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Rotary Maple Veneer Use for Doors

Rotary Maple Veneer Use for Doors

  • November 29, 2018
  • by Columbia Forest Products

Doors made from veneers produced with plain slicing techniques where half a log is mounted on a large steel rack which moves up and down through a fixed knife, have been constrained by component width as less mature trees are cut. The component width produced using this technique can oftentimes be narrow creating a component-heavy look that can present a visually distracting pattern on wide doors.

The rotary cutting process that spins a log on its axis to peel and “unroll” the wood results in wider components than sliced wood, even when the log diameter is smaller

The benefit of these wider components from rotary cut wood includes “whole piece” veneer faces can be used for projects calling for larger and more continuous surface areas. These can include everything from doors three feet and wider in size, and painted projects where splice-free, whole-piece face veneers yield superior finishing results with no splice lines to show through.

Rotary-cut maple veneer by Columbia Forest Products is the ideal material for a variety of environments including hotels, hospitals, schools, and homes where wider doors and doorways are commonplace, and where the authentic, natural look and feel of real wood is desired. If you are looking to make a point with wood that will not be mistaken for what it is, rotary cuts are an ideal choice.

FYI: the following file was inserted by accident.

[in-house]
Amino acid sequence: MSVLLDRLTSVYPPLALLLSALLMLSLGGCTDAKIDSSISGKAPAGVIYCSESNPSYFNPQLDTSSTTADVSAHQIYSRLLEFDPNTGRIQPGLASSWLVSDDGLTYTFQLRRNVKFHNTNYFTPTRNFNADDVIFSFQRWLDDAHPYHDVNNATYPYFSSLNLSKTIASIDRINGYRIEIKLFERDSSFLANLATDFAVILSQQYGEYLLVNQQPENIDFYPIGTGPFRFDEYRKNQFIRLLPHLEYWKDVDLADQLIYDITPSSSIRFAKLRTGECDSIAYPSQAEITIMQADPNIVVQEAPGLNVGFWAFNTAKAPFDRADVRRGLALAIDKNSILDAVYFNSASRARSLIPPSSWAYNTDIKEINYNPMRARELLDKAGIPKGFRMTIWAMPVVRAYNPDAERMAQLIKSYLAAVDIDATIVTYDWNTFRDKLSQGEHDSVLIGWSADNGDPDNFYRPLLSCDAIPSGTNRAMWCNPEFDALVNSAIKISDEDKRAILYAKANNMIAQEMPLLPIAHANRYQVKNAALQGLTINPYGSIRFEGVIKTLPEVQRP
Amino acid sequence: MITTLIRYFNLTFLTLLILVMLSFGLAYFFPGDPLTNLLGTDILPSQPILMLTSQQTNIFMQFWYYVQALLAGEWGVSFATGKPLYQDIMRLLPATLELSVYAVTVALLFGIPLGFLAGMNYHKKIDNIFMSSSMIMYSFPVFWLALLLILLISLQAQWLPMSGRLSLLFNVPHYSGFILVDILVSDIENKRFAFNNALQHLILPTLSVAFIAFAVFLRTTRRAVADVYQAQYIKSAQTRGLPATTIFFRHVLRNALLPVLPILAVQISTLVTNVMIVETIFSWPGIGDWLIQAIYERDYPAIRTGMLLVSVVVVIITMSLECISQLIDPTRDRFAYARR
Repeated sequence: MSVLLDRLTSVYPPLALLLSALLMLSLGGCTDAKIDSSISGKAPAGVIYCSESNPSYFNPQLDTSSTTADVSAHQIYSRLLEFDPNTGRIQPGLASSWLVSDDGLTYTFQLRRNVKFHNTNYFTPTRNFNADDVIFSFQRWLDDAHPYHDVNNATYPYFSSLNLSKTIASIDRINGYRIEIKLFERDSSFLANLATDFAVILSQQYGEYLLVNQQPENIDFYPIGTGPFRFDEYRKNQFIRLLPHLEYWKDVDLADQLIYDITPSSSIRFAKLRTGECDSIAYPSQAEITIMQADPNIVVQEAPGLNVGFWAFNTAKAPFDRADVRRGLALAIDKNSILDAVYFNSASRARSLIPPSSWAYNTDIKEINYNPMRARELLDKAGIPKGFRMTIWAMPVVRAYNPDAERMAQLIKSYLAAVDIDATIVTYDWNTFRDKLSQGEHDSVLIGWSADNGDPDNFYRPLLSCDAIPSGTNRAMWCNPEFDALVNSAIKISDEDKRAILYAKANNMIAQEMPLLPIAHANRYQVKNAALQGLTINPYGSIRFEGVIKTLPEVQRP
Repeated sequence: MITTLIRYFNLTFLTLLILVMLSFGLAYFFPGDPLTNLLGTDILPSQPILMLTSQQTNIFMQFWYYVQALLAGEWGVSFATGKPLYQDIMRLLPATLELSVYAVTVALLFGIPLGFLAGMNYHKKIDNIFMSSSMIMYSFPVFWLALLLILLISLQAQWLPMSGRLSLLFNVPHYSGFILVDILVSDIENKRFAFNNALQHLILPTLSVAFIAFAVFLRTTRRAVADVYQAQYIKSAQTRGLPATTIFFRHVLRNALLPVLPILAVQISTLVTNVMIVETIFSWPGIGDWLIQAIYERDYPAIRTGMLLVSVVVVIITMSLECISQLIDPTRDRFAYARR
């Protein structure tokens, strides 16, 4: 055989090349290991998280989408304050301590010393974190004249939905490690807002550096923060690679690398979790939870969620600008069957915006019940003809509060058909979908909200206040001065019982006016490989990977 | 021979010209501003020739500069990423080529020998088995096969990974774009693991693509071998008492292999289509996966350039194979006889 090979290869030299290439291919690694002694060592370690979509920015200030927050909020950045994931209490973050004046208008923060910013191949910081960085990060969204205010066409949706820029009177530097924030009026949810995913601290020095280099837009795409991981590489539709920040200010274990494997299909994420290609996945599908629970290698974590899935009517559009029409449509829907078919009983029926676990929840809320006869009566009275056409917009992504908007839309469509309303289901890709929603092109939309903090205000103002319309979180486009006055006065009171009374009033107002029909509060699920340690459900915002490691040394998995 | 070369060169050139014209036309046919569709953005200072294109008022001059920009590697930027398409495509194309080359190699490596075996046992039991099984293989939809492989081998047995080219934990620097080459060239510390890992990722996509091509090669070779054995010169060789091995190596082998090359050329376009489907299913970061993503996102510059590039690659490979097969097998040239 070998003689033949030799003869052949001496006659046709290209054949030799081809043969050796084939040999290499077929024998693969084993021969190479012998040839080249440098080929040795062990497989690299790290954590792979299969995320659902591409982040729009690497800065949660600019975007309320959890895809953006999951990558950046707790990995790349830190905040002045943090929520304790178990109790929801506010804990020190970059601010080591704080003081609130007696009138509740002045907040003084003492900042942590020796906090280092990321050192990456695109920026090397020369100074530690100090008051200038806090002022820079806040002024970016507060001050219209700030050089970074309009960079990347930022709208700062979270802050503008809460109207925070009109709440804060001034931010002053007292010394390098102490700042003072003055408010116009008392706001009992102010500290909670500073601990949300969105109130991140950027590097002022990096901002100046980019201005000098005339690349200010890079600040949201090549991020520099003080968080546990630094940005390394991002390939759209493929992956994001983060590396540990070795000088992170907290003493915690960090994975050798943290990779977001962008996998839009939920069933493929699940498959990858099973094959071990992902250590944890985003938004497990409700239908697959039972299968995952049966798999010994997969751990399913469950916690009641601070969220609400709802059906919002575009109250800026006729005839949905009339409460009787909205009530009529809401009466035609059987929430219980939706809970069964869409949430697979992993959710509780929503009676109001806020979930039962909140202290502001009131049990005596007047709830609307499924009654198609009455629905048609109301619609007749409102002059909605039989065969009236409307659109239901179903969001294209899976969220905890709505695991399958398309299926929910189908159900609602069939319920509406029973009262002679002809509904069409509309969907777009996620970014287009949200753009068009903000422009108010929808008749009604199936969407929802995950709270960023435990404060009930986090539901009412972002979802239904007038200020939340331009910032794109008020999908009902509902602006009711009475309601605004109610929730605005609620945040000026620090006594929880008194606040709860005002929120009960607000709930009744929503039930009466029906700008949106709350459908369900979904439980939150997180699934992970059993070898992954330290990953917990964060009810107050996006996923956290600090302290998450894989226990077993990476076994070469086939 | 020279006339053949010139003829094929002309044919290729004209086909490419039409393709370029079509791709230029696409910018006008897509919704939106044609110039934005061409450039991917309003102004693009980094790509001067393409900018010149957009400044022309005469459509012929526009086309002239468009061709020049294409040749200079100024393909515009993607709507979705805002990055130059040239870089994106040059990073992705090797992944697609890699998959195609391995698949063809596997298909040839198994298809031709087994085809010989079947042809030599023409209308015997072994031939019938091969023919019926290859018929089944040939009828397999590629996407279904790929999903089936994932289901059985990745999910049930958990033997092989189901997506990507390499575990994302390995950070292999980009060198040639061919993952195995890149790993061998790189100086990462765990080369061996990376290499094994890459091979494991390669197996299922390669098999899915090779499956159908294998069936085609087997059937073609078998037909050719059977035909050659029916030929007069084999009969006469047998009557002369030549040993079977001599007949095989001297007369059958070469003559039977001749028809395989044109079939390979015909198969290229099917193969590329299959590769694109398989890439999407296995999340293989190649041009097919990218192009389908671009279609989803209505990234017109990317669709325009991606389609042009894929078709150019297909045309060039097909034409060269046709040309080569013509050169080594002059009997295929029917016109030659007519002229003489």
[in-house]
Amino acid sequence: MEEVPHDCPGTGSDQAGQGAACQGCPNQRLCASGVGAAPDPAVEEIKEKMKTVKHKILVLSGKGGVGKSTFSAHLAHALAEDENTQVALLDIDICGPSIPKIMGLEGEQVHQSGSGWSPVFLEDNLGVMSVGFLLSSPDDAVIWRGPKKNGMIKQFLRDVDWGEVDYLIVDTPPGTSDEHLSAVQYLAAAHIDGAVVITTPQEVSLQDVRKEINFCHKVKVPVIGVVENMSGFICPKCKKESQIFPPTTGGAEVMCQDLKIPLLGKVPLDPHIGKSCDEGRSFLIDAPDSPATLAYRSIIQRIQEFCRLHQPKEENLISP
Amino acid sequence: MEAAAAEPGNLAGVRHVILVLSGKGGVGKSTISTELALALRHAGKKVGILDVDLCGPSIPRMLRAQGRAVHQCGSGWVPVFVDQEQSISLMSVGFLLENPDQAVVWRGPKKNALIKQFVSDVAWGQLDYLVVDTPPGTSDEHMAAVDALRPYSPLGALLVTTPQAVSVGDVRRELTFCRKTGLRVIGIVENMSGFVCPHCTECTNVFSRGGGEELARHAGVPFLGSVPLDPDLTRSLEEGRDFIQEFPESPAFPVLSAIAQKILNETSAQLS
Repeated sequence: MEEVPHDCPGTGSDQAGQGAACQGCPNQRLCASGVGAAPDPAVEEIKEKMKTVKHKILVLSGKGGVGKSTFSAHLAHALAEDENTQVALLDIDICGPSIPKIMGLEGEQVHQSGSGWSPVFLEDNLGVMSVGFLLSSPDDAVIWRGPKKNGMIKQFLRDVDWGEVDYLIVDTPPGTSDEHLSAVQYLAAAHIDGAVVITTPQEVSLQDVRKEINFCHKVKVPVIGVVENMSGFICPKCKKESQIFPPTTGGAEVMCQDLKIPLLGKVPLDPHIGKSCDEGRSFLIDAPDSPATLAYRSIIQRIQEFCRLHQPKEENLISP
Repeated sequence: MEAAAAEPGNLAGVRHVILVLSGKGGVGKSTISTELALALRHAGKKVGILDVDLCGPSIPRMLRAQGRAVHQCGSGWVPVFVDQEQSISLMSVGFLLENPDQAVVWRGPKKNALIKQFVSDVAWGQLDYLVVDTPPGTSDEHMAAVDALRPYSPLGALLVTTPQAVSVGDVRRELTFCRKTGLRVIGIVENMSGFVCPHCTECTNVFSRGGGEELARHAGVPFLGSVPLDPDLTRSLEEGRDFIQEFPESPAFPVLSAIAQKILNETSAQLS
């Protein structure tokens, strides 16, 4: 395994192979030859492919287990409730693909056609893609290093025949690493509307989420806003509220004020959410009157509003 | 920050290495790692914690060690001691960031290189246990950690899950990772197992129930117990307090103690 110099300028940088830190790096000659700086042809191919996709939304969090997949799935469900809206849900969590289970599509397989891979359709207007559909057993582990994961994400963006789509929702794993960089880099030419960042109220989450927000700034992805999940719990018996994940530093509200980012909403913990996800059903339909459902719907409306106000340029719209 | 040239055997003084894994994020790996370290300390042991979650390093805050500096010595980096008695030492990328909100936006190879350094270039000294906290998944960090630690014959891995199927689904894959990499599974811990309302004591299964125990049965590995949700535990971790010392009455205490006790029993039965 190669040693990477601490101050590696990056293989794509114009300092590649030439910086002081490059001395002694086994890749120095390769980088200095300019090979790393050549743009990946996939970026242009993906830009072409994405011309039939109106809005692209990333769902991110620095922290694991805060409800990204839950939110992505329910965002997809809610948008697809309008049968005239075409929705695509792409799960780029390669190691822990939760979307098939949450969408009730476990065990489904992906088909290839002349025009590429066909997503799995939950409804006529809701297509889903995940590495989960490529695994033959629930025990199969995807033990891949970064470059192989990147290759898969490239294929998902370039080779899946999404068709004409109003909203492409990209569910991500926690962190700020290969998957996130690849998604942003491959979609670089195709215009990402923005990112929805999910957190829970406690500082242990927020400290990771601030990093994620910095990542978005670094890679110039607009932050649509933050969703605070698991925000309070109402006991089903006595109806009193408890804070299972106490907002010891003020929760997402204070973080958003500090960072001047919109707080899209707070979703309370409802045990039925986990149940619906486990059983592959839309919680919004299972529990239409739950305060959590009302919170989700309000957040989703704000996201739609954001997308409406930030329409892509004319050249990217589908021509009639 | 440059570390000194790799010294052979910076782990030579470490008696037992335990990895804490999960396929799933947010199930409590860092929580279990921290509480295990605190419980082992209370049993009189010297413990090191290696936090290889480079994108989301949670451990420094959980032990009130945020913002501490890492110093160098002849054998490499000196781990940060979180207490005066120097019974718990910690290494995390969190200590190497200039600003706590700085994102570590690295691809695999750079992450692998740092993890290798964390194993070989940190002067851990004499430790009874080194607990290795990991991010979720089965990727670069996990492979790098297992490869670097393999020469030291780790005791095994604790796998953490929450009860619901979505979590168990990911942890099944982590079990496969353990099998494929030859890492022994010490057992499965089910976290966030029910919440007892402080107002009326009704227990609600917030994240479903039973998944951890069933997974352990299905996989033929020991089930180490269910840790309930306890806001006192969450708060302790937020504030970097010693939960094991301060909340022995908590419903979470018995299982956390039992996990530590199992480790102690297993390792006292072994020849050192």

The Whole Story of a Tree as A Ribbon of Unique Grain Pattern

One of the biggest benefits to using a rotary cut as opposed to a plain sliced veneer is the width of the finished veneer components. A rotary cut veneer can offer a 4-foot-wide, single component (no joints) for the door so there’s no need to have a number of different grain patterns meeting over its surface.

Rotary maple veneers have a clean grain and surface. This opens up possibilities in use of stains and clear coats in addition to paint on wood veneer door surfaces. This means transparent and semi-transparent finishes can provide additional options for the style and appearance of the door as well as the room it adjoins.

A Decorative Canvas That Works Better

Columbia’s rotary cut maple veneers are generally thicker than plain sliced veneers. This additional thickness can allow for better sanding and preparation work during fabrication, reducing downfall.

Wide doors are often the largest unbroken surface in a room other than the floor and take up a lot of visual space in a room. Having the option to create a more decorative or eye-catching design means that this visual space can be used to the designer’s advantage. Having a thicker veneer on the door makes working with it easier when creating different looks.

Door Styles

Many homes and commercial buildings are discovering the benefits of wider doorways. In addition to being more accessible in a universal sense, they also open up areas visually in support of open floor plans that allow for more potential uses in one space depending on whether the door is open or closed.